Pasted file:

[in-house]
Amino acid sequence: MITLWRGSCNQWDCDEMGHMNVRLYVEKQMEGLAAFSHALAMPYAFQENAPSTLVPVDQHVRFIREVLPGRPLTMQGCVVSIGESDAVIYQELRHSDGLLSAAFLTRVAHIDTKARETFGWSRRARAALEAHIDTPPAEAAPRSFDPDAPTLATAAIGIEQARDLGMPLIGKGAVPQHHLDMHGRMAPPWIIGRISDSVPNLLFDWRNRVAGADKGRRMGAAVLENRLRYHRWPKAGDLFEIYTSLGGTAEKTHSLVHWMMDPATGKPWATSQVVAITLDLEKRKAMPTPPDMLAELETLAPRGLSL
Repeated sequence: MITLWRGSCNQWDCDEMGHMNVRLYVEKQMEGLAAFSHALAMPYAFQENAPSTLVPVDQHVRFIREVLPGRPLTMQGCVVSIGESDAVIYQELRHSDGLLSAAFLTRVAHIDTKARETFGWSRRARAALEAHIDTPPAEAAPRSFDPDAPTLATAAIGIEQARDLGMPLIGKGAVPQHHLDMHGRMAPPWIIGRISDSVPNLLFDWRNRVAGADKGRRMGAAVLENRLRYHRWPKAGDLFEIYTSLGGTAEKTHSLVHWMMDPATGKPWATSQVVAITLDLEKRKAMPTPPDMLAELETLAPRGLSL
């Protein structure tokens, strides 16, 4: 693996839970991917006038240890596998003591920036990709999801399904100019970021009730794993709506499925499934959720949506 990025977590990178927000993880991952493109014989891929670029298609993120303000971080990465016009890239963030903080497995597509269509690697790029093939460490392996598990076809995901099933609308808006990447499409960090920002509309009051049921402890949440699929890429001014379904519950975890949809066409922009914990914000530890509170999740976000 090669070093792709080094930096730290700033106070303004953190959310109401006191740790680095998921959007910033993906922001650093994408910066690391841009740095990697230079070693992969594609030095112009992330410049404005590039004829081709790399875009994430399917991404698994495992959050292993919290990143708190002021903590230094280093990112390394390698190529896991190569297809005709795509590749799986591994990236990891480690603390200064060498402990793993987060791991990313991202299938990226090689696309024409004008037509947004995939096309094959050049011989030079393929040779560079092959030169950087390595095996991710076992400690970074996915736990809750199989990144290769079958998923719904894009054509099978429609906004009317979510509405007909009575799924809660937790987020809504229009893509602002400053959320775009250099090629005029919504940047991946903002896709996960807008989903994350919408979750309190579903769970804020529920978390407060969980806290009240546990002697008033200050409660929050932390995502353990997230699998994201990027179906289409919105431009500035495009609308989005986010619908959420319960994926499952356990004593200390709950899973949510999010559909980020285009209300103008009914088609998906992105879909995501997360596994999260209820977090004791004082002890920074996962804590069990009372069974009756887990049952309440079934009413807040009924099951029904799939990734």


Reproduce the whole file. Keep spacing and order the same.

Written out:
[in-house]
Amino acid sequence: MITLWRGSCNQWDCDEMGHMNVRLYVEKQMEGLAAFSHALAMPYAFQENAPSTLVPVDQHVRFIREVLPGRPLTMQGCVVSIGESDAVIYQELRHSDGLLSAAFLTRVAHIDTKARETFGWSRRARAALEAHIDTPPAEAAPRSFDPDAPTLATAAIGIEQARDLGMPLIGKGAVPQHHLDMHGRMAPPWIIGRISDSVPNLLFDWRNRVAGADKGRRMGAAVLENRLRYHRWPKAGDLFEIYTSLGGTAEKTHSLVHWMMDPATGKPWATSQVVAITLDLEKRKAMPTPPDMLAELETLAPRGLSL
Repeated sequence: MITLWRGSCNQWDCDEMGHMNVRLYVEKQMEGLAAFSHALAMPYAFQENAPSTLVPVDQHVRFIREVLPGRPLTMQGCVVSIGESDAVIYQELRHSDGLLSAAFLTRVAHIDTKARETFGWSRRARAALEAHIDTPPAEAAPRSFDPDAPTLATAAIGIEQARDLGMPLIGKGAVPQHHLDMHGRMAPPWIIGRISDSVPNLLFDWRNRVAGADKGRRMGAAVLENRLRYHRWPKAGDLFEIYTSLGGTAEKTHSLVHWMMDPATGKPWATSQVVAITLDLEKRKAMPTPPDMLAELETLAPRGLSL
């Protein structure tokens, strides 16, 4: 693996839970991917006038240890596998003591920036990709999801399904100019970021009730794993709506499925499934959720949506 990025977590990178927000993880991952493109014989891929670029298609993120303000971080990465016009890239963030903080497995597509269509690697790029093939460490392996598990076809995901099933609308808006990447499409960090920002509309009051049921402890949440699929890429001014379904519950975890949809066409922009914990914000530890509170999740976000 090669070093792709080094930096730290700033106070303004953190959310109401006191740790680095998921959007910033993906922001650093994408910066690391841009740095990697230079070693992969594609030095112009992330410049404005590039004829081709790399875009994430399917991404698994495992959050292993919290990143708190002021903590230094280093990112390394390698190529896991190569297809005709795509590749799986591994990236990891480690603390200064060498402990793993987060791991990313991202299938990226090689696309024409004008037509947004995939096309094959050049011989030079393929040779560079092959030169950087390595095996991710076992400690970074996915736990809750199989990144290769079958998923719904894009054509099978429609906004009317979510509405007909009575799924809660937790987020809504229009893509602002400053959320775009250099090629005029919504940047991946903002896709996960807008989903994350919408979750309190579903769970804020529920978390407060969980806290009240546990002697008033200050409660929050932390995502353990997230699998994201990027179906289409919105431009500035495009609308989005986010619908959420319960994926499952356990004593200390709950899973949510999010559909980020285009209300103008009914088609998906992105879909995501997360596994999260209820977090004791004082002890920074996962804590069990009372069974009756887990049952309440079934009413807040009924099951029904799939990734």